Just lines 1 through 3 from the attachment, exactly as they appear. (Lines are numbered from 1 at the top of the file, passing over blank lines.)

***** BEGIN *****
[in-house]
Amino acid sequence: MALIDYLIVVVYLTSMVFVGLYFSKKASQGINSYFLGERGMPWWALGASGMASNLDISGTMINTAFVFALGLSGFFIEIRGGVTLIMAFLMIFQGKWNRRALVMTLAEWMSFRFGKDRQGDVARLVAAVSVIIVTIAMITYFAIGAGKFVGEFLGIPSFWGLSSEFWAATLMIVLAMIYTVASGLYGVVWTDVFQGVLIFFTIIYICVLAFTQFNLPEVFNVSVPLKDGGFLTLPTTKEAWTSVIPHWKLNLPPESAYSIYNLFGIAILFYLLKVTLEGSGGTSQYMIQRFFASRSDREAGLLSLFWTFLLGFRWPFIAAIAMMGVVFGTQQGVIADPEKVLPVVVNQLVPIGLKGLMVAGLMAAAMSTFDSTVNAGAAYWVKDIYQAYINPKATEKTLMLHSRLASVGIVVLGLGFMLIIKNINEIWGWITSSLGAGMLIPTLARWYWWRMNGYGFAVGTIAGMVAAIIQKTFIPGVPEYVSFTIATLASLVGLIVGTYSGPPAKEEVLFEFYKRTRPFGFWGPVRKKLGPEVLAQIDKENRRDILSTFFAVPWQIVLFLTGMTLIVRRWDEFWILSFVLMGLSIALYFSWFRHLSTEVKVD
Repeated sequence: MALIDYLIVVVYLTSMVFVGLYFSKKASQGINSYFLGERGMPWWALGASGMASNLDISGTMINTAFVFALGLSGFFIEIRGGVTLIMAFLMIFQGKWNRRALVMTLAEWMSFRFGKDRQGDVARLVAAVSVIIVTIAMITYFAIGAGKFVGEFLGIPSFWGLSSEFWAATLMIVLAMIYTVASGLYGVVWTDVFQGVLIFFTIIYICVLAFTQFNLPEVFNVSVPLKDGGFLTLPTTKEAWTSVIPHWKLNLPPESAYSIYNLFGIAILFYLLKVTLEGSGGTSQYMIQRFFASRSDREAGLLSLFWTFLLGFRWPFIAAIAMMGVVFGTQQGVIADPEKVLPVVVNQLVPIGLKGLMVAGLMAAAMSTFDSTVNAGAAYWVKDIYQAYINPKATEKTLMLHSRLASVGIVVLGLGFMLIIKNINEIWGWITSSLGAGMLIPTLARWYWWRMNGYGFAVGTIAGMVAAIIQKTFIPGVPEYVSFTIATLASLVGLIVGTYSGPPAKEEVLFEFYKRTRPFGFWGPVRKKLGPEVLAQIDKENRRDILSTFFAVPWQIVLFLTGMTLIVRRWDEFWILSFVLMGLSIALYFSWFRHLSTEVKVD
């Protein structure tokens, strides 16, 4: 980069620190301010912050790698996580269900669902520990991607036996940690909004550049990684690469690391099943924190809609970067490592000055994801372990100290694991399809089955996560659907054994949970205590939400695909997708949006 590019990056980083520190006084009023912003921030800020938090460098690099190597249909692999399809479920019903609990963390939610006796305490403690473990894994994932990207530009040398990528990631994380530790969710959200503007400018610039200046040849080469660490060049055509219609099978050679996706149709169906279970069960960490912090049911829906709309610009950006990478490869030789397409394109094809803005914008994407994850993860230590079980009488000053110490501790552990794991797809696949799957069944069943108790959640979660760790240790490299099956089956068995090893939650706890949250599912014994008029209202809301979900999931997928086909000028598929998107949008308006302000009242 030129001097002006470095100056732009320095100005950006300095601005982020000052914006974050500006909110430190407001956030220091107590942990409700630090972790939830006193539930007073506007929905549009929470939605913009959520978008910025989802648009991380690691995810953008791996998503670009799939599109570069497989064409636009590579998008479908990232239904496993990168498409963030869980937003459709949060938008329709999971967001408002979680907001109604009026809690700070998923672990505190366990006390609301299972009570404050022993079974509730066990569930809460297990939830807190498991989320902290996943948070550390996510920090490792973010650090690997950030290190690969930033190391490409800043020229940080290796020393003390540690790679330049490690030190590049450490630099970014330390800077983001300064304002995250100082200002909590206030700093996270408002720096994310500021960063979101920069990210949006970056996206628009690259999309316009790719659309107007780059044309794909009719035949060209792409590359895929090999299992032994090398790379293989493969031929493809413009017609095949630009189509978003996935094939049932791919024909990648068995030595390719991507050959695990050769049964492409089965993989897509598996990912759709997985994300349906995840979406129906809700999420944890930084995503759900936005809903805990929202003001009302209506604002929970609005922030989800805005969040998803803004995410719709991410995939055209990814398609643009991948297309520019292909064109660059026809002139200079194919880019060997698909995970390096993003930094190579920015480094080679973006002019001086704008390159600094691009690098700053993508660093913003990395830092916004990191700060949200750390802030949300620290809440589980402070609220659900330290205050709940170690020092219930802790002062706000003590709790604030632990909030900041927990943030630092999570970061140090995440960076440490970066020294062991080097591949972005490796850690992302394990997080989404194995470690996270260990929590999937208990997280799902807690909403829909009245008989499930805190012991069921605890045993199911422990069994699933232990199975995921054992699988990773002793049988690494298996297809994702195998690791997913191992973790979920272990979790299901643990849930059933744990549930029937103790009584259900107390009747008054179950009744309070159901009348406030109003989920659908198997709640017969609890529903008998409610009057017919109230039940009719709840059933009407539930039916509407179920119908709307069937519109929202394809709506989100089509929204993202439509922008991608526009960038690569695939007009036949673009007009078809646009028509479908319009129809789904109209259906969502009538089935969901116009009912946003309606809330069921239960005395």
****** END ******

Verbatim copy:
[in-house]
Amino acid sequence: MALIDYLIVVVYLTSMVFVGLYFSKKASQGINSYFLGERGMPWWALGASGMASNLDISGTMINTAFVFALGLSGFFIEIRGGVTLIMAFLMIFQGKWNRRALVMTLAEWMSFRFGKDRQGDVARLVAAVSVIIVTIAMITYFAIGAGKFVGEFLGIPSFWGLSSEFWAATLMIVLAMIYTVASGLYGVVWTDVFQGVLIFFTIIYICVLAFTQFNLPEVFNVSVPLKDGGFLTLPTTKEAWTSVIPHWKLNLPPESAYSIYNLFGIAILFYLLKVTLEGSGGTSQYMIQRFFASRSDREAGLLSLFWTFLLGFRWPFIAAIAMMGVVFGTQQGVIADPEKVLPVVVNQLVPIGLKGLMVAGLMAAAMSTFDSTVNAGAAYWVKDIYQAYINPKATEKTLMLHSRLASVGIVVLGLGFMLIIKNINEIWGWITSSLGAGMLIPTLARWYWWRMNGYGFAVGTIAGMVAAIIQKTFIPGVPEYVSFTIATLASLVGLIVGTYSGPPAKEEVLFEFYKRTRPFGFWGPVRKKLGPEVLAQIDKENRRDILSTFFAVPWQIVLFLTGMTLIVRRWDEFWILSFVLMGLSIALYFSWFRHLSTEVKVD
Repeated sequence: MALIDYLIVVVYLTSMVFVGLYFSKKASQGINSYFLGERGMPWWALGASGMASNLDISGTMINTAFVFALGLSGFFIEIRGGVTLIMAFLMIFQGKWNRRALVMTLAEWMSFRFGKDRQGDVARLVAAVSVIIVTIAMITYFAIGAGKFVGEFLGIPSFWGLSSEFWAATLMIVLAMIYTVASGLYGVVWTDVFQGVLIFFTIIYICVLAFTQFNLPEVFNVSVPLKDGGFLTLPTTKEAWTSVIPHWKLNLPPESAYSIYNLFGIAILFYLLKVTLEGSGGTSQYMIQRFFASRSDREAGLLSLFWTFLLGFRWPFIAAIAMMGVVFGTQQGVIADPEKVLPVVVNQLVPIGLKGLMVAGLMAAAMSTFDSTVNAGAAYWVKDIYQAYINPKATEKTLMLHSRLASVGIVVLGLGFMLIIKNINEIWGWITSSLGAGMLIPTLARWYWWRMNGYGFAVGTIAGMVAAIIQKTFIPGVPEYVSFTIATLASLVGLIVGTYSGPPAKEEVLFEFYKRTRPFGFWGPVRKKLGPEVLAQIDKENRRDILSTFFAVPWQIVLFLTGMTLIVRRWDEFWILSFVLMGLSIALYFSWFRHLSTEVKVD